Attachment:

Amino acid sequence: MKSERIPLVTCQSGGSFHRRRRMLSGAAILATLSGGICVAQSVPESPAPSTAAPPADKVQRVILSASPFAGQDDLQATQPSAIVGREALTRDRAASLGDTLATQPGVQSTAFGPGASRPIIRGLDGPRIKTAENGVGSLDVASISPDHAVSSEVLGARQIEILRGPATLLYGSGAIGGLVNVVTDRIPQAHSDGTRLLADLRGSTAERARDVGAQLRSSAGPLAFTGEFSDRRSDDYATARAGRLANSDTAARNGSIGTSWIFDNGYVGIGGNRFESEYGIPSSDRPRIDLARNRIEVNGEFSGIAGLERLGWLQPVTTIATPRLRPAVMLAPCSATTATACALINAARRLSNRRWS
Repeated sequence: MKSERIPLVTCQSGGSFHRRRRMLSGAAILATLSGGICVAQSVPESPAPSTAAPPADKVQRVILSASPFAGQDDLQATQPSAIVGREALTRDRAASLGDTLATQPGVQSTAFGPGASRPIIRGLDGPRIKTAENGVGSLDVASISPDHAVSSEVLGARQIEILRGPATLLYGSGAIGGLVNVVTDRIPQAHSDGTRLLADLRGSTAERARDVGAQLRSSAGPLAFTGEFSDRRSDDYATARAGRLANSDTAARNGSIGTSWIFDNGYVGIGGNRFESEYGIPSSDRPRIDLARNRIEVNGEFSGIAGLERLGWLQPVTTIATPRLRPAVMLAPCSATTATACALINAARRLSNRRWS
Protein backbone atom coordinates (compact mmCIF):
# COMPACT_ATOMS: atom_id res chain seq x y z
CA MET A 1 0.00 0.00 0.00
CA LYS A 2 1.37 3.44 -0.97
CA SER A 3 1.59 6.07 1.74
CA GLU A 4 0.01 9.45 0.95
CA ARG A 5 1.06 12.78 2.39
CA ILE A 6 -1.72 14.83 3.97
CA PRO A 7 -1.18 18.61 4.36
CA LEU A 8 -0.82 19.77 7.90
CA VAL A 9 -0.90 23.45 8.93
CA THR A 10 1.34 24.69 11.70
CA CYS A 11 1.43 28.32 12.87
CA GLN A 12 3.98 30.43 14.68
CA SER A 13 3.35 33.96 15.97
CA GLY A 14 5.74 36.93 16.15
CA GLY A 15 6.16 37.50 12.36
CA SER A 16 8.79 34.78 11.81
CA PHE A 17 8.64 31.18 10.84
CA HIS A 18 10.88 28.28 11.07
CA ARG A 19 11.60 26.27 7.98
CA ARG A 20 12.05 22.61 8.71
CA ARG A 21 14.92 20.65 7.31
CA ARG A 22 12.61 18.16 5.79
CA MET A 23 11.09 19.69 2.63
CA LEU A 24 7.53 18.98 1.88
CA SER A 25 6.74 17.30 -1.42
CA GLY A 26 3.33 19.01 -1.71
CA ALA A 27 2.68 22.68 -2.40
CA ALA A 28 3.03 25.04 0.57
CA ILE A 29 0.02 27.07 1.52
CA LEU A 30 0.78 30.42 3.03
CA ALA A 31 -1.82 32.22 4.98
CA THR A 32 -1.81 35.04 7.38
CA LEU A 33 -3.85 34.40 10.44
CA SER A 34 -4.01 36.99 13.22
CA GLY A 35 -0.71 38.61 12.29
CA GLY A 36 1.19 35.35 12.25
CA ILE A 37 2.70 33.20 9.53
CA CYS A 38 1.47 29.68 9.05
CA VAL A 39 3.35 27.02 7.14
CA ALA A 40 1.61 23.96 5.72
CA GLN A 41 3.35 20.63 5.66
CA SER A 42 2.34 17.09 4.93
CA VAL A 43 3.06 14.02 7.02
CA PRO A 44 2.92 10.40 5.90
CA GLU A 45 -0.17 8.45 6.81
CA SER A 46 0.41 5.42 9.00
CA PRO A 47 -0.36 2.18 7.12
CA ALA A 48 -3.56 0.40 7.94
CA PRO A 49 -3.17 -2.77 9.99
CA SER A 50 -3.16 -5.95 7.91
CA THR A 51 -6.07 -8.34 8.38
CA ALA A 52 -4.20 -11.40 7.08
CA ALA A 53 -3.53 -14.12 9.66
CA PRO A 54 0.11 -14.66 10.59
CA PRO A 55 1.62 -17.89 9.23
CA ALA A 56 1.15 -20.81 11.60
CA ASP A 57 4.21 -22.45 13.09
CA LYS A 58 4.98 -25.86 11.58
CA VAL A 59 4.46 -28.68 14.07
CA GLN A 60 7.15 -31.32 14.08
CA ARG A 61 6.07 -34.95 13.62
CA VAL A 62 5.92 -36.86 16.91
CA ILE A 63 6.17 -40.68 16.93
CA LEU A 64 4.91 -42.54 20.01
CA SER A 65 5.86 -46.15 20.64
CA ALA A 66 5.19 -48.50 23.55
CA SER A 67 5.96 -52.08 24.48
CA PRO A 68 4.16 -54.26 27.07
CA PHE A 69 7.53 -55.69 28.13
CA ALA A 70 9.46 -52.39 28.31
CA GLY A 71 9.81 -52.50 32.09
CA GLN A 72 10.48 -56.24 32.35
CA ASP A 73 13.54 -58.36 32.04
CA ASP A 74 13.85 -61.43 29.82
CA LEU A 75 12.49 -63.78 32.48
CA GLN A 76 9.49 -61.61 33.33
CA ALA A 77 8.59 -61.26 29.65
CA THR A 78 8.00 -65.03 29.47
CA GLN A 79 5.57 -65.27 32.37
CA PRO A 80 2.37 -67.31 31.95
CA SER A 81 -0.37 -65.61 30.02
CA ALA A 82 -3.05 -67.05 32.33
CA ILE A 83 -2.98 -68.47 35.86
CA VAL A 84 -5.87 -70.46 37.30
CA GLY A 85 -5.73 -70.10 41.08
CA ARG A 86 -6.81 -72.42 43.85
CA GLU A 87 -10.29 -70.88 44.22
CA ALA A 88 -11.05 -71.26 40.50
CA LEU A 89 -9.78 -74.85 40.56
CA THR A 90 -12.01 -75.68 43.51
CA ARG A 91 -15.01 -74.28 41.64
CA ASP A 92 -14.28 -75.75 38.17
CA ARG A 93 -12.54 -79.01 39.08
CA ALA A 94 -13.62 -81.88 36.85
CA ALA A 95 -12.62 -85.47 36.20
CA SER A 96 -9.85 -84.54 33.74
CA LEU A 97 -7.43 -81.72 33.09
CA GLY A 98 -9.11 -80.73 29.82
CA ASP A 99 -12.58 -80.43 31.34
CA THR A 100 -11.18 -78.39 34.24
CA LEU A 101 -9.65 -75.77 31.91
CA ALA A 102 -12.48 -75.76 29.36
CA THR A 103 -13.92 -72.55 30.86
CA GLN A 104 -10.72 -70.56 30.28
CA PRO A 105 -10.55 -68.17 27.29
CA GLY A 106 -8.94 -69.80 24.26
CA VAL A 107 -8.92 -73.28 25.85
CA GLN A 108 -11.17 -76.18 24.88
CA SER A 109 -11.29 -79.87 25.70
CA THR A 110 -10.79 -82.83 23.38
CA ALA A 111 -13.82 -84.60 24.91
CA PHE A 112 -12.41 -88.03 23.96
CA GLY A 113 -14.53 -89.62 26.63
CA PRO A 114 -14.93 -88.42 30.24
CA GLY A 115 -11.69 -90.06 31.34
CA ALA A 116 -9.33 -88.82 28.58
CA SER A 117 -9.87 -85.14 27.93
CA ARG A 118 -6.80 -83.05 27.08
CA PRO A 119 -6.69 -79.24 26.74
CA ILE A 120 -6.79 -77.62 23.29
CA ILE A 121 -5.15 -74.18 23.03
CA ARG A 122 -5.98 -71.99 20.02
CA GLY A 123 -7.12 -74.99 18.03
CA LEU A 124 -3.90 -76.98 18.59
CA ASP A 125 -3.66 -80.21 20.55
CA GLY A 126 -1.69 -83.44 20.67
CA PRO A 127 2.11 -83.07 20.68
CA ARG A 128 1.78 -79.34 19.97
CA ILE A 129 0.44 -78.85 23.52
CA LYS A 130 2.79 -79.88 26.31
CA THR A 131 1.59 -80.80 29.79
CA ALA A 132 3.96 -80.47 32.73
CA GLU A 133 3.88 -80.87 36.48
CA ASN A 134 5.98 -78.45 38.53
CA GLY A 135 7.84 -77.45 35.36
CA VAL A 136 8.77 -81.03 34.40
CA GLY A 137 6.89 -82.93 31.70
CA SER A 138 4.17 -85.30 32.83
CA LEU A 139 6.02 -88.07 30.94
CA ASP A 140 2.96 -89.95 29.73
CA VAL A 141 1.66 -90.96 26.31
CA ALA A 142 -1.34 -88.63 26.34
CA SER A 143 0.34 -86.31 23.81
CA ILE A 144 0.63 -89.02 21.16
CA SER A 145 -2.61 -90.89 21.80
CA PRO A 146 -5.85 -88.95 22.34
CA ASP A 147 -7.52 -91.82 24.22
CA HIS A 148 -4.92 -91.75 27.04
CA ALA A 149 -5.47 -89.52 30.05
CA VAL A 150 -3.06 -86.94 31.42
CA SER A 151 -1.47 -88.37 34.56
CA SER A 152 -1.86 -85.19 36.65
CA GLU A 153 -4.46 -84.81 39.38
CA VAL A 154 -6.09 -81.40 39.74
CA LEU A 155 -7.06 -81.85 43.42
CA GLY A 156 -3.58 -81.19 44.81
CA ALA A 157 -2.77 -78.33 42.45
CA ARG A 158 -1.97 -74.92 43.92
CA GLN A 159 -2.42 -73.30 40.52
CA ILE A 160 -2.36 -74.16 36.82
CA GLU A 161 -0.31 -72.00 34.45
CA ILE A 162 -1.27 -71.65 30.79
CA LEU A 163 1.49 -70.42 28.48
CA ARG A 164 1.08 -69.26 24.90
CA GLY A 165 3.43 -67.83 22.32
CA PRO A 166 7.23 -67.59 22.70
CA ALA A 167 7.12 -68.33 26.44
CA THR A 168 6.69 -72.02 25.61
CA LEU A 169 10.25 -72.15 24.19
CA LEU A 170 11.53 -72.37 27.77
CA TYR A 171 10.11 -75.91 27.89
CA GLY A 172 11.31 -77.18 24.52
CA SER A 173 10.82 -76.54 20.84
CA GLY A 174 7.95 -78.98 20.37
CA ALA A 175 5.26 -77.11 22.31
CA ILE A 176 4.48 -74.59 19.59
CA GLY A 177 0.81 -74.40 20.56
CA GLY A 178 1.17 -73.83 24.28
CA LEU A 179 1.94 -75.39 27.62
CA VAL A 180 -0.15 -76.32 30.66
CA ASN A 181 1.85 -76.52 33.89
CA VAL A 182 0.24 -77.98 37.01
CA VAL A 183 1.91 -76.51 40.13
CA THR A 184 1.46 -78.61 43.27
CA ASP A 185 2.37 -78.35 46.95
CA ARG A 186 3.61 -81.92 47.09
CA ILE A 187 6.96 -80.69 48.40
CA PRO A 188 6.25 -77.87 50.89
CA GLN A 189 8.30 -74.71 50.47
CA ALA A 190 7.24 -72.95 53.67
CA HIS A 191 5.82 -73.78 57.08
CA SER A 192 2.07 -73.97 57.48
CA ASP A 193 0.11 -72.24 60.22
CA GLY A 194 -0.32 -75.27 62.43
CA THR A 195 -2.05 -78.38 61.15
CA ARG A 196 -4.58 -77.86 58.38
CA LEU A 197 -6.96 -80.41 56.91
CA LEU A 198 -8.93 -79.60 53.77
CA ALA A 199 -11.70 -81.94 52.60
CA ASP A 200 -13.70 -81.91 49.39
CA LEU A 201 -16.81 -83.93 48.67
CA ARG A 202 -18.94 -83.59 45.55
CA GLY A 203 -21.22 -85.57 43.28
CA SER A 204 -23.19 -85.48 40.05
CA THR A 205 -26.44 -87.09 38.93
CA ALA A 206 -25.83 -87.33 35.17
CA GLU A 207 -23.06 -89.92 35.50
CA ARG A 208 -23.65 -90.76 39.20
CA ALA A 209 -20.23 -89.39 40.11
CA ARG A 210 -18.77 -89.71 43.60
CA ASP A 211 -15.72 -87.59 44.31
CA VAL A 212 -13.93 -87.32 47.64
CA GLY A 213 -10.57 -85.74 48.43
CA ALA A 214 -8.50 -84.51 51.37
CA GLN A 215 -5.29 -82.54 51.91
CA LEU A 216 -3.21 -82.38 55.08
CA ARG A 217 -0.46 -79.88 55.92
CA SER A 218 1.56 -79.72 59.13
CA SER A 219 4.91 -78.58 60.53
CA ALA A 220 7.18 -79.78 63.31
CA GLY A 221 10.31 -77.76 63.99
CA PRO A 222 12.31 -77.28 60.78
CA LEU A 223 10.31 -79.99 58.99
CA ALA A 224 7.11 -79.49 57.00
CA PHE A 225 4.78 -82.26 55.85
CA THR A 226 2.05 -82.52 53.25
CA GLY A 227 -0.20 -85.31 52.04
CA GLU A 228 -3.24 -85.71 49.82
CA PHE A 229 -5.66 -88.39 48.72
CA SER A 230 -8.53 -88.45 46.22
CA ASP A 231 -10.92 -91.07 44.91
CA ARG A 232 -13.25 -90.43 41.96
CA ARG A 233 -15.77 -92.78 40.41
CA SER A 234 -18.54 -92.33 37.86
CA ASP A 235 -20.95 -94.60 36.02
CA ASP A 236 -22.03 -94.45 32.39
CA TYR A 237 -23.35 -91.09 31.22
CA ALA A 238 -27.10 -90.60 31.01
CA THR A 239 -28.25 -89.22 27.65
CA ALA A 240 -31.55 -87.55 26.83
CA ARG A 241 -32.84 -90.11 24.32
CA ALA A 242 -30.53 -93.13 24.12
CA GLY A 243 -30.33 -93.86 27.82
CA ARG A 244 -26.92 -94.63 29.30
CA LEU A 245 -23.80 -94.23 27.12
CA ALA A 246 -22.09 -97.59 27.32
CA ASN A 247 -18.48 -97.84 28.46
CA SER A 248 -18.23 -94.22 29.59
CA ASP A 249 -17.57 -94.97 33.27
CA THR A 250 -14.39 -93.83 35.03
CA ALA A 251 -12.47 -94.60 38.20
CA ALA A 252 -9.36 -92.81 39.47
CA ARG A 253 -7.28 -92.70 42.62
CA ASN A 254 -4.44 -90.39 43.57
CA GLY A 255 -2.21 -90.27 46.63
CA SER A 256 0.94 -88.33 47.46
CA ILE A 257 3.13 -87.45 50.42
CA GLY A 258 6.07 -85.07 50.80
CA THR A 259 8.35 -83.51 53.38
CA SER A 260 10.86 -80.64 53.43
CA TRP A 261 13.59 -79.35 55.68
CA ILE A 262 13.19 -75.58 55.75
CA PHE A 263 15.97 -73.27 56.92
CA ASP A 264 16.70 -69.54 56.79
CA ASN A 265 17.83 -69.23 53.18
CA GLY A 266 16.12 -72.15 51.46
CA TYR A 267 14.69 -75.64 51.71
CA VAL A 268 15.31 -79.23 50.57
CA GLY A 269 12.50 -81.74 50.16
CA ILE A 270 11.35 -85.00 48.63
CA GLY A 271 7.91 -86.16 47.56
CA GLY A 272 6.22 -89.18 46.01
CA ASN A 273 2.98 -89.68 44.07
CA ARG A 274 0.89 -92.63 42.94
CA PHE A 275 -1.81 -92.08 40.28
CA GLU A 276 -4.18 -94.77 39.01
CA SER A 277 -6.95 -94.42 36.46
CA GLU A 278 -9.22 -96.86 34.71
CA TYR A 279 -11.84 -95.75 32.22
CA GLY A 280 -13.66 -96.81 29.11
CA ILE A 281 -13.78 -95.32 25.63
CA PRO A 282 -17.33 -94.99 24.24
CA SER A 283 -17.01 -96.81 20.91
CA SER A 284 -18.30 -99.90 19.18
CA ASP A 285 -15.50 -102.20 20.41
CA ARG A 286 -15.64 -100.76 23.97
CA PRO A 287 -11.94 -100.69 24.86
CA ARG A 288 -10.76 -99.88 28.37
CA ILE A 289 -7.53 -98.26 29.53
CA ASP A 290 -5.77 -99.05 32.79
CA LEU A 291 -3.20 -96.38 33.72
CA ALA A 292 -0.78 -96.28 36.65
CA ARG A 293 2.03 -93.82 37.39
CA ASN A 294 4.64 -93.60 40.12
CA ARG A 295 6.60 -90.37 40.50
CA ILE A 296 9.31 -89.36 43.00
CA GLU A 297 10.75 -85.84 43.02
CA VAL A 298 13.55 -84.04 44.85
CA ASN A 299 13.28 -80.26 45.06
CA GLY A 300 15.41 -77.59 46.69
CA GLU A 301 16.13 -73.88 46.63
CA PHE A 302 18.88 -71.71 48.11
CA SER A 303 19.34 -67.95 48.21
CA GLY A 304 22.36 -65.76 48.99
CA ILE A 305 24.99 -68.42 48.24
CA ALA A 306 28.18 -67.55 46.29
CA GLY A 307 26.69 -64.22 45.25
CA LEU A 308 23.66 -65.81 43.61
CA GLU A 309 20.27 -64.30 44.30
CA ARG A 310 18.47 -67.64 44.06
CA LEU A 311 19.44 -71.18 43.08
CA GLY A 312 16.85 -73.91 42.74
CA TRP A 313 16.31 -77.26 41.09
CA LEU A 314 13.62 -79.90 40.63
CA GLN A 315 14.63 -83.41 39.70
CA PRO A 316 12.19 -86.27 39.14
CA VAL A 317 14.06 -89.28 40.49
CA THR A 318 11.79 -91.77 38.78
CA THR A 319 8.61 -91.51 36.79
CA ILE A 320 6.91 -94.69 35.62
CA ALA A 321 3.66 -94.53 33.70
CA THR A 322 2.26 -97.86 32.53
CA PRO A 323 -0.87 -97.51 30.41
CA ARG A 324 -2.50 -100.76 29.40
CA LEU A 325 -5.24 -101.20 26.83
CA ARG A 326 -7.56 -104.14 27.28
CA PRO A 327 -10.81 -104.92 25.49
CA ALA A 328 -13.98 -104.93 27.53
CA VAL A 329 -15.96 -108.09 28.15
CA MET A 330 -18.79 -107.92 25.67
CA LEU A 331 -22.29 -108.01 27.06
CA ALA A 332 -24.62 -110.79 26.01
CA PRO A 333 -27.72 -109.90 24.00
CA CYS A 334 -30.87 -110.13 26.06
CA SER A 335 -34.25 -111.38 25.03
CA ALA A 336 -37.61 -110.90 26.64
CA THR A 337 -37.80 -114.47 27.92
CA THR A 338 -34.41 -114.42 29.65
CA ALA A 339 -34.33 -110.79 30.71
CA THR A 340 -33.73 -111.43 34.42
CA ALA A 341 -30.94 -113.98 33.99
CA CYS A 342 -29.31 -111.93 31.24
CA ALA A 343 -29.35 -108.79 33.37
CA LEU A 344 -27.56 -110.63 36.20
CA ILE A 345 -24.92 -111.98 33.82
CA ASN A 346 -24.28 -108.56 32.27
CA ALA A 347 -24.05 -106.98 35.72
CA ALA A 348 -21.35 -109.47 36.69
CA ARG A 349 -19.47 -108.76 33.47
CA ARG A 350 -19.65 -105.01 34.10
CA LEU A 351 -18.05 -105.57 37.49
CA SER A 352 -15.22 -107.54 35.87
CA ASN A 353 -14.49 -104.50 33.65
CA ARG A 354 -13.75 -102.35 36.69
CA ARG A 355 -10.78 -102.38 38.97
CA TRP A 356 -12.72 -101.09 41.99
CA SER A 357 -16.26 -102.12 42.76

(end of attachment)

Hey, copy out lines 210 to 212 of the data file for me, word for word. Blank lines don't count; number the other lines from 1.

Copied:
CA ALA A 206 -25.83 -87.33 35.17
CA GLU A 207 -23.06 -89.92 35.50
CA ARG A 208 -23.65 -90.76 39.20